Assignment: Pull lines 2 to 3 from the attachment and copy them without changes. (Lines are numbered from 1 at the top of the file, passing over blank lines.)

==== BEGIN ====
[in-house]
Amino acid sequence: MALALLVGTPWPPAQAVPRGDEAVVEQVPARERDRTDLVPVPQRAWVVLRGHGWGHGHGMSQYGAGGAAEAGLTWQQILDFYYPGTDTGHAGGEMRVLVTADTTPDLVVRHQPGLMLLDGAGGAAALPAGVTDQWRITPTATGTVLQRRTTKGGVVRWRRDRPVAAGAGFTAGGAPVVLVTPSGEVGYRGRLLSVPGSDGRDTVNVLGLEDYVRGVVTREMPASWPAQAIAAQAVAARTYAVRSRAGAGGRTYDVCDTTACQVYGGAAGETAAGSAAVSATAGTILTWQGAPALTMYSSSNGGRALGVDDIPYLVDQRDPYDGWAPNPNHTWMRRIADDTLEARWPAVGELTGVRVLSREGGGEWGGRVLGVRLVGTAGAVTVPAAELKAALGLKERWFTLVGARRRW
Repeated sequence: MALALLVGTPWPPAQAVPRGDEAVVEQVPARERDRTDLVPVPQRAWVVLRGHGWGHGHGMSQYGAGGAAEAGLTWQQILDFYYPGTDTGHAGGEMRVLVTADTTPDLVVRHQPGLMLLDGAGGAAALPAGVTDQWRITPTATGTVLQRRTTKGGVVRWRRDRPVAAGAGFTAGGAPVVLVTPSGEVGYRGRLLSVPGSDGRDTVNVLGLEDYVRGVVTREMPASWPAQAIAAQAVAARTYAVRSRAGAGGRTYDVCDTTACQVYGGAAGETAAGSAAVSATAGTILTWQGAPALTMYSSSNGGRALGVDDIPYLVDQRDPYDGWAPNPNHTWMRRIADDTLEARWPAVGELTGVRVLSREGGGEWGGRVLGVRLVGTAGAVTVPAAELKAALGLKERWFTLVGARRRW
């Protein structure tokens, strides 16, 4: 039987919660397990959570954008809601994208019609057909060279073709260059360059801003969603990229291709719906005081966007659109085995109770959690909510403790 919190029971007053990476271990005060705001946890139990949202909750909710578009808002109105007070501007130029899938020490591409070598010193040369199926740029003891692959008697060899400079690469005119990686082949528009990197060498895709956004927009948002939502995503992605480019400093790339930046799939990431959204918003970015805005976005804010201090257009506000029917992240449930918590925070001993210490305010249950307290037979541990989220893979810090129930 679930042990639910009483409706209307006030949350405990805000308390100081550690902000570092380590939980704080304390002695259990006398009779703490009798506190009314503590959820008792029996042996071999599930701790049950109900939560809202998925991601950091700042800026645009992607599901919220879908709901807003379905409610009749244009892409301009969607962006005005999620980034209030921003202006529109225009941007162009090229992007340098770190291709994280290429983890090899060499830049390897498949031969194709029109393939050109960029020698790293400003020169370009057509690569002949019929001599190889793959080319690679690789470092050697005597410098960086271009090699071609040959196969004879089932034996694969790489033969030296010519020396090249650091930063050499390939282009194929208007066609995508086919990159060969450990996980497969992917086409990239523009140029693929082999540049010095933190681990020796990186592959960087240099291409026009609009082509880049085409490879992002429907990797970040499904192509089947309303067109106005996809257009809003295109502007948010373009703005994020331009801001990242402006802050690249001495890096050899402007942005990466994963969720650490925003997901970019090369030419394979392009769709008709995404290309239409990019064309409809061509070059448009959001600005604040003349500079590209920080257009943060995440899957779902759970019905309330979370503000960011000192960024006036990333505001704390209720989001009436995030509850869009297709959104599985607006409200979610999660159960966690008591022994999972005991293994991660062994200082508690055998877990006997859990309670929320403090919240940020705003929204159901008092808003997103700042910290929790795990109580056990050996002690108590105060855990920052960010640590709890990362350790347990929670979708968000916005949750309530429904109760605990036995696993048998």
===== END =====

Amino acid sequence: MALALLVGTPWPPAQAVPRGDEAVVEQVPARERDRTDLVPVPQRAWVVLRGHGWGHGHGMSQYGAGGAAEAGLTWQQILDFYYPGTDTGHAGGEMRVLVTADTTPDLVVRHQPGLMLLDGAGGAAALPAGVTDQWRITPTATGTVLQRRTTKGGVVRWRRDRPVAAGAGFTAGGAPVVLVTPSGEVGYRGRLLSVPGSDGRDTVNVLGLEDYVRGVVTREMPASWPAQAIAAQAVAARTYAVRSRAGAGGRTYDVCDTTACQVYGGAAGETAAGSAAVSATAGTILTWQGAPALTMYSSSNGGRALGVDDIPYLVDQRDPYDGWAPNPNHTWMRRIADDTLEARWPAVGELTGVRVLSREGGGEWGGRVLGVRLVGTAGAVTVPAAELKAALGLKERWFTLVGARRRW
Repeated sequence: MALALLVGTPWPPAQAVPRGDEAVVEQVPARERDRTDLVPVPQRAWVVLRGHGWGHGHGMSQYGAGGAAEAGLTWQQILDFYYPGTDTGHAGGEMRVLVTADTTPDLVVRHQPGLMLLDGAGGAAALPAGVTDQWRITPTATGTVLQRRTTKGGVVRWRRDRPVAAGAGFTAGGAPVVLVTPSGEVGYRGRLLSVPGSDGRDTVNVLGLEDYVRGVVTREMPASWPAQAIAAQAVAARTYAVRSRAGAGGRTYDVCDTTACQVYGGAAGETAAGSAAVSATAGTILTWQGAPALTMYSSSNGGRALGVDDIPYLVDQRDPYDGWAPNPNHTWMRRIADDTLEARWPAVGELTGVRVLSREGGGEWGGRVLGVRLVGTAGAVTVPAAELKAALGLKERWFTLVGARRRW